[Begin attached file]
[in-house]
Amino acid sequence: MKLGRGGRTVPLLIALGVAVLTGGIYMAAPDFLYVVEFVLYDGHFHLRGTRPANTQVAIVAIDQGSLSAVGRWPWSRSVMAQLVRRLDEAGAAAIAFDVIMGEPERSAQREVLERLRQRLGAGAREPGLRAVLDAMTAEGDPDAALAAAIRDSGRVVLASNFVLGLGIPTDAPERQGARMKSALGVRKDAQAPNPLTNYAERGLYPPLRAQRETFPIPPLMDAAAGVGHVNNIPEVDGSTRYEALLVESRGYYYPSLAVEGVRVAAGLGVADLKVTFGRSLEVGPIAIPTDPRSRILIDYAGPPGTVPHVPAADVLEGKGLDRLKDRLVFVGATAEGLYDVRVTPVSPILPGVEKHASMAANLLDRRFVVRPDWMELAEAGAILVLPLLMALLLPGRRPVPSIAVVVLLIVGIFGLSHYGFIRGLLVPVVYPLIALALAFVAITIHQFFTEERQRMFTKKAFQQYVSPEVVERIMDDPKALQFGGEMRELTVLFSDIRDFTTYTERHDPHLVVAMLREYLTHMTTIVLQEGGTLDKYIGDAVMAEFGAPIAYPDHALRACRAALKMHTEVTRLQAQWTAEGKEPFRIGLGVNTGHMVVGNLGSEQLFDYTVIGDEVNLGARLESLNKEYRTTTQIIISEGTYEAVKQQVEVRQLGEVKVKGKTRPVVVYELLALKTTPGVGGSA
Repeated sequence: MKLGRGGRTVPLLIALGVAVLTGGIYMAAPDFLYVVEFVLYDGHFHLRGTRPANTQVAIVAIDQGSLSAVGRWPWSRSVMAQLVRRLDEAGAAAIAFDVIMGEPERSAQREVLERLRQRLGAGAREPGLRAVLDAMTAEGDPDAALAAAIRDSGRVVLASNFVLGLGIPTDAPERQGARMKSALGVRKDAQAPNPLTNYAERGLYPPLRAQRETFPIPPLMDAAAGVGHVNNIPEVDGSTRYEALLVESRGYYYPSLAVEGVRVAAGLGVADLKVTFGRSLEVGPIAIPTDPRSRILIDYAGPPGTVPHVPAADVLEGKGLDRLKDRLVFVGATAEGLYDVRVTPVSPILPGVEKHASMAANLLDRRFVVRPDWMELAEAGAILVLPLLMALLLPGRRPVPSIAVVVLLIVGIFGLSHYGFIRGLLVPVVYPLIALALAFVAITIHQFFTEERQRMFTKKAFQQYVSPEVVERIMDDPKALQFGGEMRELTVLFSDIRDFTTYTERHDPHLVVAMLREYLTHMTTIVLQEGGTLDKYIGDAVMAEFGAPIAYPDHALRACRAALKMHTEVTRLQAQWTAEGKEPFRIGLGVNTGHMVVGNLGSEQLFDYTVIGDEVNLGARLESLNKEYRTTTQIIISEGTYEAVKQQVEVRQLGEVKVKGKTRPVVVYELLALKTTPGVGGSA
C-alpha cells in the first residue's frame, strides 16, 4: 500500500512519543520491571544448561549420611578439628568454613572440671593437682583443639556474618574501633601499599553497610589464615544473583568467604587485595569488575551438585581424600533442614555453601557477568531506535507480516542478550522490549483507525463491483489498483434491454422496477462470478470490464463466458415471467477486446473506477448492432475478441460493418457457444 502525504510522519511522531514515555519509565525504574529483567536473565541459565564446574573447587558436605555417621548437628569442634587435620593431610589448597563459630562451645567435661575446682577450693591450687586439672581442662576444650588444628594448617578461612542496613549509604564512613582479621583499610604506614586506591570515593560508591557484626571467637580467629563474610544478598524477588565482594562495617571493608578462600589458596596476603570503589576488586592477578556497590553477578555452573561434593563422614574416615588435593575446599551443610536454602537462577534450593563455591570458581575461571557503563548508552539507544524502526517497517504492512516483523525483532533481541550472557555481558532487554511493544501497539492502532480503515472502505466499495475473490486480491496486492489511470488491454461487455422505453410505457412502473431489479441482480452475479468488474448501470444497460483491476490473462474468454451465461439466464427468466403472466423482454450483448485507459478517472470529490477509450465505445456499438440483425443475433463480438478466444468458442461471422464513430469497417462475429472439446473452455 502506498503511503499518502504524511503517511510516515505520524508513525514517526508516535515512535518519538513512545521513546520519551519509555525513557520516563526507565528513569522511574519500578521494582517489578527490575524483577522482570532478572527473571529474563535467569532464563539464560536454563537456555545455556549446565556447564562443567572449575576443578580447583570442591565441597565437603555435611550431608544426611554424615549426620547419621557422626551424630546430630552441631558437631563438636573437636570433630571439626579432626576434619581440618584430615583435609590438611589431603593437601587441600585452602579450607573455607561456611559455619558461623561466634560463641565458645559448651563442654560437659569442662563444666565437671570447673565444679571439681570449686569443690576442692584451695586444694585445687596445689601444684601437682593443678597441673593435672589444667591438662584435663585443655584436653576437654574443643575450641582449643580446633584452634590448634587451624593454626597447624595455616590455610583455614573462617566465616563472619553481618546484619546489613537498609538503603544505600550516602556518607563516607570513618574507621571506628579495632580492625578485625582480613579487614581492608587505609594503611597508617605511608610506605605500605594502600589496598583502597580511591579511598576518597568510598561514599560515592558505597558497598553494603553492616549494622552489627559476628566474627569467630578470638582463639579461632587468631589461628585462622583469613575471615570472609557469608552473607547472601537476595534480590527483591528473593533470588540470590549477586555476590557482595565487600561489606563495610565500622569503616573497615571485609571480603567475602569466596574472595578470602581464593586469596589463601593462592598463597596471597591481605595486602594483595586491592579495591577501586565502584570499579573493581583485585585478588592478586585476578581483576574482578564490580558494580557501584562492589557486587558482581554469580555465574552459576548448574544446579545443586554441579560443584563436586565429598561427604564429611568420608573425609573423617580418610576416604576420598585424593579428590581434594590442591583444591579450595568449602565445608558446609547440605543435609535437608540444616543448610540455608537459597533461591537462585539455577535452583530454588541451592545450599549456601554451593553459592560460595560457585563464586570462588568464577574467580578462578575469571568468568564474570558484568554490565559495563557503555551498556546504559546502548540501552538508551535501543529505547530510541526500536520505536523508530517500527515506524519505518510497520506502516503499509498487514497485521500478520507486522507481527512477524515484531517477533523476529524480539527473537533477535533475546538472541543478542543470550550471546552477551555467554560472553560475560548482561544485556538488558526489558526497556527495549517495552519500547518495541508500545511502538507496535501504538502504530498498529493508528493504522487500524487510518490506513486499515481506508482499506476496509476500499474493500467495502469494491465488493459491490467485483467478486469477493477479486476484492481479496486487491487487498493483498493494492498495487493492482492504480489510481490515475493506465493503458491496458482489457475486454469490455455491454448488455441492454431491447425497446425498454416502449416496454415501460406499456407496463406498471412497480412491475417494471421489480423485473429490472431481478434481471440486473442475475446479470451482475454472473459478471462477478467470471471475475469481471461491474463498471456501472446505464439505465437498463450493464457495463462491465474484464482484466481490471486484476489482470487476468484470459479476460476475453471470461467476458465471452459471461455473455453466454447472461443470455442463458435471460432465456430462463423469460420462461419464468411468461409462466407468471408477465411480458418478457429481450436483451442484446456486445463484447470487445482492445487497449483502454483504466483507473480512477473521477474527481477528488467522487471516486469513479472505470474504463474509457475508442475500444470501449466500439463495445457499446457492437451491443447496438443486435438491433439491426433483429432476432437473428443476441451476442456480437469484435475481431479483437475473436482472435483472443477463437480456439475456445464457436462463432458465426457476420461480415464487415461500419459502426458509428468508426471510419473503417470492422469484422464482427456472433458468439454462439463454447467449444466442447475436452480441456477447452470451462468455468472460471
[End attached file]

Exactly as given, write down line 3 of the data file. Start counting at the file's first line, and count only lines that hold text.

Repeated sequence: MKLGRGGRTVPLLIALGVAVLTGGIYMAAPDFLYVVEFVLYDGHFHLRGTRPANTQVAIVAIDQGSLSAVGRWPWSRSVMAQLVRRLDEAGAAAIAFDVIMGEPERSAQREVLERLRQRLGAGAREPGLRAVLDAMTAEGDPDAALAAAIRDSGRVVLASNFVLGLGIPTDAPERQGARMKSALGVRKDAQAPNPLTNYAERGLYPPLRAQRETFPIPPLMDAAAGVGHVNNIPEVDGSTRYEALLVESRGYYYPSLAVEGVRVAAGLGVADLKVTFGRSLEVGPIAIPTDPRSRILIDYAGPPGTVPHVPAADVLEGKGLDRLKDRLVFVGATAEGLYDVRVTPVSPILPGVEKHASMAANLLDRRFVVRPDWMELAEAGAILVLPLLMALLLPGRRPVPSIAVVVLLIVGIFGLSHYGFIRGLLVPVVYPLIALALAFVAITIHQFFTEERQRMFTKKAFQQYVSPEVVERIMDDPKALQFGGEMRELTVLFSDIRDFTTYTERHDPHLVVAMLREYLTHMTTIVLQEGGTLDKYIGDAVMAEFGAPIAYPDHALRACRAALKMHTEVTRLQAQWTAEGKEPFRIGLGVNTGHMVVGNLGSEQLFDYTVIGDEVNLGARLESLNKEYRTTTQIIISEGTYEAVKQQVEVRQLGEVKVKGKTRPVVVYELLALKTTPGVGGSA